Patrick Jensen, 33
Johns Hopkins University
The eye is one of Nature’s great engineering feats--a delicate combination of optics, mechanics and electronics. For biomedical engineer Patrick Jensen, healing sick or blinded eyes is an opportunity to display similar virtuosity.
As co-director of the MADLab, the Microsurgery Advanced Design Lab at Johns Hopkins University’s Wilmer Eye Institute, Jensen works to join electromechanics, optics and software in order to extend the limits of the surgeon’s perception and dexterity. One example: force-feedback robotic systems that speed up operations and make them safer by enabling surgeons to "feel" the fragile retina as they repair it. Jensen’s lab is a key player in a 10-year,National Science Foundation-sponsored collaboration with MIT and Carnegie Mellon on computer-enhanced surgery.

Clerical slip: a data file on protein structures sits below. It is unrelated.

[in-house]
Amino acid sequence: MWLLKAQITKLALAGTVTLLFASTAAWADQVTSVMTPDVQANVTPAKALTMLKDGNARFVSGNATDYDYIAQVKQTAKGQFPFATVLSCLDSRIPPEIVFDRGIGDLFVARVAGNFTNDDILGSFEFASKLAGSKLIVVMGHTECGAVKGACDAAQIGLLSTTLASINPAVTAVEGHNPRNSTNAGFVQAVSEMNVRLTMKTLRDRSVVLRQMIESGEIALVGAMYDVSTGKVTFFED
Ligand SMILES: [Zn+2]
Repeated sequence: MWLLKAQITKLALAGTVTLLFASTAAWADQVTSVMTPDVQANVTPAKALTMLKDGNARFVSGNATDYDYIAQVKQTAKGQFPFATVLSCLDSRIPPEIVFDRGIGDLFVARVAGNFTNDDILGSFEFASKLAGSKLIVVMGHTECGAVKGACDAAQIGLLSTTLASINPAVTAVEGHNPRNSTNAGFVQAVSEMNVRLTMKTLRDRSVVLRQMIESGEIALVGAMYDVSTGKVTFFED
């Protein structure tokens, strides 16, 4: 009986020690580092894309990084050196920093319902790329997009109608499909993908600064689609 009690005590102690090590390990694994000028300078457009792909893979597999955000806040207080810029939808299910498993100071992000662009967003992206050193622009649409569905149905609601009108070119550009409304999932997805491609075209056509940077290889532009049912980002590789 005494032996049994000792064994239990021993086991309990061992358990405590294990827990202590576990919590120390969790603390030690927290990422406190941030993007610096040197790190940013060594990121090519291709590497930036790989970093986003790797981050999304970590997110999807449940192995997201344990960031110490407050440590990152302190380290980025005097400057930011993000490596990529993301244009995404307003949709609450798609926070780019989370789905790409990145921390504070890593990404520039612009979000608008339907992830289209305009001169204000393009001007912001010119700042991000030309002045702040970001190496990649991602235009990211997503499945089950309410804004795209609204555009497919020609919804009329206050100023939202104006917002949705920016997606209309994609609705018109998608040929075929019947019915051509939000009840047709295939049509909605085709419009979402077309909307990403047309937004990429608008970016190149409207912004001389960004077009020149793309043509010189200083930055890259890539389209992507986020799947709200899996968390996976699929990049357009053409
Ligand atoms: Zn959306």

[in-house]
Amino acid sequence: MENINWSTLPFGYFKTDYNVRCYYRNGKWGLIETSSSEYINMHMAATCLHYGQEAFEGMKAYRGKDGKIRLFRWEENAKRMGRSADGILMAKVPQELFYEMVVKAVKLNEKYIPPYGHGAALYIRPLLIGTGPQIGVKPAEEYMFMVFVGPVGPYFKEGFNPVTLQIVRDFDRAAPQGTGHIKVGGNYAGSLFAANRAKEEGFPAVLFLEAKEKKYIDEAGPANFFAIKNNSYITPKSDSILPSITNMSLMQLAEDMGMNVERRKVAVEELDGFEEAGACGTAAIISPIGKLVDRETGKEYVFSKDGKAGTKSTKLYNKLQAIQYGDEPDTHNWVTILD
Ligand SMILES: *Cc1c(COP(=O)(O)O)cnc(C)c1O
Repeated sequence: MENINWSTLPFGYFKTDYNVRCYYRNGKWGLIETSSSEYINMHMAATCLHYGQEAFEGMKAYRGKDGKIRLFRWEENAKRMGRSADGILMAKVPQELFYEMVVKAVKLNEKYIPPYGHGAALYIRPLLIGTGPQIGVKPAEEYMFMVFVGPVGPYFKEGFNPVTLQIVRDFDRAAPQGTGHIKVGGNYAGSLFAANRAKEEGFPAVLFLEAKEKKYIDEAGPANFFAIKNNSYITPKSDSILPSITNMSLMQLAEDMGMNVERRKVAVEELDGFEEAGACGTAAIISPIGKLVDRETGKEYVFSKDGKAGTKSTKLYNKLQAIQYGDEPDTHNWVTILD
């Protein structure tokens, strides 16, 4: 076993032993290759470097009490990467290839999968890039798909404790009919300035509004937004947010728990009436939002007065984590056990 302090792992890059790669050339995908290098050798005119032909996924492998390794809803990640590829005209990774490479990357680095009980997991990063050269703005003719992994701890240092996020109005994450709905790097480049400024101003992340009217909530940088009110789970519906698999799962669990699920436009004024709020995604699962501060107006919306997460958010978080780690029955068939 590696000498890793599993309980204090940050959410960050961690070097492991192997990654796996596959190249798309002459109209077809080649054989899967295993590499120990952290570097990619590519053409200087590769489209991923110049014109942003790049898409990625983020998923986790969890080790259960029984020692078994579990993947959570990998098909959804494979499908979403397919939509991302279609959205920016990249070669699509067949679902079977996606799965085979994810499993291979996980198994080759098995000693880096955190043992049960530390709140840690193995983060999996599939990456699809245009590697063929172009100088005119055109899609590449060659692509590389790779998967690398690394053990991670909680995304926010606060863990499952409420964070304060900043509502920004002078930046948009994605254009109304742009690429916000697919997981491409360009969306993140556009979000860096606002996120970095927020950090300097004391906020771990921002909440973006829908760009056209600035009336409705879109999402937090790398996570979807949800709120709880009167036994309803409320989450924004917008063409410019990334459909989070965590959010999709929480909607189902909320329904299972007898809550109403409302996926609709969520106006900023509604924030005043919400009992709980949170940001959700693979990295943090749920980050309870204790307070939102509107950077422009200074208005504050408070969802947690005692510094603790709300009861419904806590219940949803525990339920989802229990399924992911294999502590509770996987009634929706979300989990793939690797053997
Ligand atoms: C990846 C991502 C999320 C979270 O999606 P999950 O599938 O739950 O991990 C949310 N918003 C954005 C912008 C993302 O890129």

Unlike researchers who invent new technology and then go looking for applications, says Matthew Glucksberg, who heads the Northwestern University bioengineering lab where Jensen did graduate studies, "Patrick’s real strength as a technologist is that he sees the physiological problem." Jensen also knows what it takes to see new inventions into clinical use; the MADLab works closely with commercial partners and has licensed 30 products.